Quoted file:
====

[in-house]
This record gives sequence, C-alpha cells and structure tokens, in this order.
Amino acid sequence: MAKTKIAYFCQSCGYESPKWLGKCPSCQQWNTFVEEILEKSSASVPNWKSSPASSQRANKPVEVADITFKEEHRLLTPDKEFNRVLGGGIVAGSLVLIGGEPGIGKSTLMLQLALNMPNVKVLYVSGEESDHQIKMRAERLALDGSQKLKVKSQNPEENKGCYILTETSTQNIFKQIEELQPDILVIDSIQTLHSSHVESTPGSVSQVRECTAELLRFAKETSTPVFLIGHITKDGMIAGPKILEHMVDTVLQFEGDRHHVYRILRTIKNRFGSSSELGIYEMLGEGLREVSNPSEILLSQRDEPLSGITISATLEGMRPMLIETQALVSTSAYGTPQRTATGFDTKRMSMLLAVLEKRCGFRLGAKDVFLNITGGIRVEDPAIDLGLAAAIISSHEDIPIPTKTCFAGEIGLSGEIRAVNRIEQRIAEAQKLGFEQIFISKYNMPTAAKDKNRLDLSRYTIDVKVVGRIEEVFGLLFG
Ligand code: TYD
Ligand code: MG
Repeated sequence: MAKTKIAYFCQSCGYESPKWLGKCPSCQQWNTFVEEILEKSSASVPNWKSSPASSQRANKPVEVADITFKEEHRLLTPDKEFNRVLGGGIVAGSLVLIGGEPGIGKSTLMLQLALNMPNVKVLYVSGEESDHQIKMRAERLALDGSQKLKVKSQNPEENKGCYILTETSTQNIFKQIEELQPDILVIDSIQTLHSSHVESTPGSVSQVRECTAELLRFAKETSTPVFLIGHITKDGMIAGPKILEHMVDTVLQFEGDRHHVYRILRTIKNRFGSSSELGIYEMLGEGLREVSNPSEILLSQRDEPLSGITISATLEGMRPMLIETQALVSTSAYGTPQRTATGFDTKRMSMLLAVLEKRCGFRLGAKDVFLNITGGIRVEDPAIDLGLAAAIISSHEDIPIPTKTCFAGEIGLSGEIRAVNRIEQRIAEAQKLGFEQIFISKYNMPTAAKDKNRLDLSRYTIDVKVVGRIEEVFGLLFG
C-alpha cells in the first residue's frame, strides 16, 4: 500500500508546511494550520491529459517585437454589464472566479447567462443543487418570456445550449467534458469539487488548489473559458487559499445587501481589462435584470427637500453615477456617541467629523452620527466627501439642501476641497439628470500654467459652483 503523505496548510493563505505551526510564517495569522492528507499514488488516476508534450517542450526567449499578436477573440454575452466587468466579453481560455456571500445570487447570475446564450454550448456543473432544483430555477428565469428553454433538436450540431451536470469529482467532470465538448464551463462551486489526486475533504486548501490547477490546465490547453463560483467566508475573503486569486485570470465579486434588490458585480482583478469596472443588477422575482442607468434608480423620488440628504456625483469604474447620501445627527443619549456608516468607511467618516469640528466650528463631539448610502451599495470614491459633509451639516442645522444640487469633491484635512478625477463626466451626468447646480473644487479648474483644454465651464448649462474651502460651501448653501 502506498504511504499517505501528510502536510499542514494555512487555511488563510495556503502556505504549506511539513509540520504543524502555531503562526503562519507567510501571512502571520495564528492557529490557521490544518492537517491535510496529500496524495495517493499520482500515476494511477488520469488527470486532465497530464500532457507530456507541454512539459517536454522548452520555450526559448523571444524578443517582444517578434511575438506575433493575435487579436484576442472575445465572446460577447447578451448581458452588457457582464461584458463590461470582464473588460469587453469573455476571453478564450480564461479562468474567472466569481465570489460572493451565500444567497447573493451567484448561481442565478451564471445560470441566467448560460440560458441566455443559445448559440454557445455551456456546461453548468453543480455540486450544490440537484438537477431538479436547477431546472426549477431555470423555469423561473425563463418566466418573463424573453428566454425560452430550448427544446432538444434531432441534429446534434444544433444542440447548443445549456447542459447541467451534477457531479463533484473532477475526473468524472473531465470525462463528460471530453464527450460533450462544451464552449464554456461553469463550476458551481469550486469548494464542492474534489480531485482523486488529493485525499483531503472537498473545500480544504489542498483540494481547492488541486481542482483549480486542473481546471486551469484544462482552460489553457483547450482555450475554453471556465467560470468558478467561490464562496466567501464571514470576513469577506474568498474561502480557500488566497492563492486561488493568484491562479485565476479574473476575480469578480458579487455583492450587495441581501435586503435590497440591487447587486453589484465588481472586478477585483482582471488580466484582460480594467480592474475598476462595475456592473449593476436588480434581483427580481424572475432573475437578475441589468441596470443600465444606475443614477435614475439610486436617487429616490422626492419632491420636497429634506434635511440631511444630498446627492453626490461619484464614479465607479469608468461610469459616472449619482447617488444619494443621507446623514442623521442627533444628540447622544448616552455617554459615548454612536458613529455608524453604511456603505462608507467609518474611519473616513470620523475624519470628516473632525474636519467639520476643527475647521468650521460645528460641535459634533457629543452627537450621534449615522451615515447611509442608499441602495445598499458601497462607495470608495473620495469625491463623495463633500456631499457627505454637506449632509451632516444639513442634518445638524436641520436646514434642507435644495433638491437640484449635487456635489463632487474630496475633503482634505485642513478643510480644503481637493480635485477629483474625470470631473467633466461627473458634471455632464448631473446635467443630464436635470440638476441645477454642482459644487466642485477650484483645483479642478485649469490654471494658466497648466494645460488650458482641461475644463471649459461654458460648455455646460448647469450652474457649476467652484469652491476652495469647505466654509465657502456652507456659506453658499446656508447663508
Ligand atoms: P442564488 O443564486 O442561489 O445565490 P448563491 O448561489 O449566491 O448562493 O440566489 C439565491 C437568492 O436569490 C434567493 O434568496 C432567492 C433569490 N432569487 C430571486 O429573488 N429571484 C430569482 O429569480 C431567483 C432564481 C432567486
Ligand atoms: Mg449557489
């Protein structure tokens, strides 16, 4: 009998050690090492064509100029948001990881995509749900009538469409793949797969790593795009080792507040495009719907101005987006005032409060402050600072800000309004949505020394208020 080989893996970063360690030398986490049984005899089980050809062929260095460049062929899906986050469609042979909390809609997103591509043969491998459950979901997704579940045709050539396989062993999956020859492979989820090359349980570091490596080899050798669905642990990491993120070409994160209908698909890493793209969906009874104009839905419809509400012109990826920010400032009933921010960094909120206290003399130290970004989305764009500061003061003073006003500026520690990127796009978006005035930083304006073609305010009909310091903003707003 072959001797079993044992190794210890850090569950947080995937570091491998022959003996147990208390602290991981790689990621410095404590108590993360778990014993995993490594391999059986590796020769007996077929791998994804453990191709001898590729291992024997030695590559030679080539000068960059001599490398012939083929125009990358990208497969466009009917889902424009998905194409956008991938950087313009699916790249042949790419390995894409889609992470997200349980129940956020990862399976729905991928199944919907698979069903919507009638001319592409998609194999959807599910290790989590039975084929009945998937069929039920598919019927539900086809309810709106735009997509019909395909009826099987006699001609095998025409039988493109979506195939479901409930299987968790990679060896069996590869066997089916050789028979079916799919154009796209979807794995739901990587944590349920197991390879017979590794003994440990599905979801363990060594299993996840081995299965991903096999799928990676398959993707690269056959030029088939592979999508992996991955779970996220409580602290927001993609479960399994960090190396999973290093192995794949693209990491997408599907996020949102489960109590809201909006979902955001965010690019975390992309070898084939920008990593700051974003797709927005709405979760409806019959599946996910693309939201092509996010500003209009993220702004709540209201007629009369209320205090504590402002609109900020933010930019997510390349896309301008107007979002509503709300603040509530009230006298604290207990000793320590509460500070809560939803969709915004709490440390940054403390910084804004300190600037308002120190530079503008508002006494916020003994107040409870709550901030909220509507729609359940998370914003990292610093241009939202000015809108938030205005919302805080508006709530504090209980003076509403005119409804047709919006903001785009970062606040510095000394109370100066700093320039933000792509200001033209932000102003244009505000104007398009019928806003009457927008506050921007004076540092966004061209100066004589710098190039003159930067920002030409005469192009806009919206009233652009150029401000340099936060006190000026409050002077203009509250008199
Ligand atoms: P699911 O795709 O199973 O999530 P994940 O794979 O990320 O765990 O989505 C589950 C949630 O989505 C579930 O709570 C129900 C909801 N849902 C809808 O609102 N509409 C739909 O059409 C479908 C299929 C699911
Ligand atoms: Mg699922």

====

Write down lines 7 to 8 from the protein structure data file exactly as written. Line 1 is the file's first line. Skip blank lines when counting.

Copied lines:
C-alpha cells in the first residue's frame, strides 16, 4: 500500500508546511494550520491529459517585437454589464472566479447567462443543487418570456445550449467534458469539487488548489473559458487559499445587501481589462435584470427637500453615477456617541467629523452620527466627501439642501476641497439628470500654467459652483 503523505496548510493563505505551526510564517495569522492528507499514488488516476508534450517542450526567449499578436477573440454575452466587468466579453481560455456571500445570487447570475446564450454550448456543473432544483430555477428565469428553454433538436450540431451536470469529482467532470465538448464551463462551486489526486475533504486548501490547477490546465490547453463560483467566508475573503486569486485570470465579486434588490458585480482583478469596472443588477422575482442607468434608480423620488440628504456625483469604474447620501445627527443619549456608516468607511467618516469640528466650528463631539448610502451599495470614491459633509451639516442645522444640487469633491484635512478625477463626466451626468447646480473644487479648474483644454465651464448649462474651502460651501448653501 502506498504511504499517505501528510502536510499542514494555512487555511488563510495556503502556505504549506511539513509540520504543524502555531503562526503562519507567510501571512502571520495564528492557529490557521490544518492537517491535510496529500496524495495517493499520482500515476494511477488520469488527470486532465497530464500532457507530456507541454512539459517536454522548452520555450526559448523571444524578443517582444517578434511575438506575433493575435487579436484576442472575445465572446460577447447578451448581458452588457457582464461584458463590461470582464473588460469587453469573455476571453478564450480564461479562468474567472466569481465570489460572493451565500444567497447573493451567484448561481442565478451564471445560470441566467448560460440560458441566455443559445448559440454557445455551456456546461453548468453543480455540486450544490440537484438537477431538479436547477431546472426549477431555470423555469423561473425563463418566466418573463424573453428566454425560452430550448427544446432538444434531432441534429446534434444544433444542440447548443445549456447542459447541467451534477457531479463533484473532477475526473468524472473531465470525462463528460471530453464527450460533450462544451464552449464554456461553469463550476458551481469550486469548494464542492474534489480531485482523486488529493485525499483531503472537498473545500480544504489542498483540494481547492488541486481542482483549480486542473481546471486551469484544462482552460489553457483547450482555450475554453471556465467560470468558478467561490464562496466567501464571514470576513469577506474568498474561502480557500488566497492563492486561488493568484491562479485565476479574473476575480469578480458579487455583492450587495441581501435586503435590497440591487447587486453589484465588481472586478477585483482582471488580466484582460480594467480592474475598476462595475456592473449593476436588480434581483427580481424572475432573475437578475441589468441596470443600465444606475443614477435614475439610486436617487429616490422626492419632491420636497429634506434635511440631511444630498446627492453626490461619484464614479465607479469608468461610469459616472449619482447617488444619494443621507446623514442623521442627533444628540447622544448616552455617554459615548454612536458613529455608524453604511456603505462608507467609518474611519473616513470620523475624519470628516473632525474636519467639520476643527475647521468650521460645528460641535459634533457629543452627537450621534449615522451615515447611509442608499441602495445598499458601497462607495470608495473620495469625491463623495463633500456631499457627505454637506449632509451632516444639513442634518445638524436641520436646514434642507435644495433638491437640484449635487456635489463632487474630496475633503482634505485642513478643510480644503481637493480635485477629483474625470470631473467633466461627473458634471455632464448631473446635467443630464436635470440638476441645477454642482459644487466642485477650484483645483479642478485649469490654471494658466497648466494645460488650458482641461475644463471649459461654458460648455455646460448647469450652474457649476467652484469652491476652495469647505466654509465657502456652507456659506453658499446656508447663508
Ligand atoms: P442564488 O443564486 O442561489 O445565490 P448563491 O448561489 O449566491 O448562493 O440566489 C439565491 C437568492 O436569490 C434567493 O434568496 C432567492 C433569490 N432569487 C430571486 O429573488 N429571484 C430569482 O429569480 C431567483 C432564481 C432567486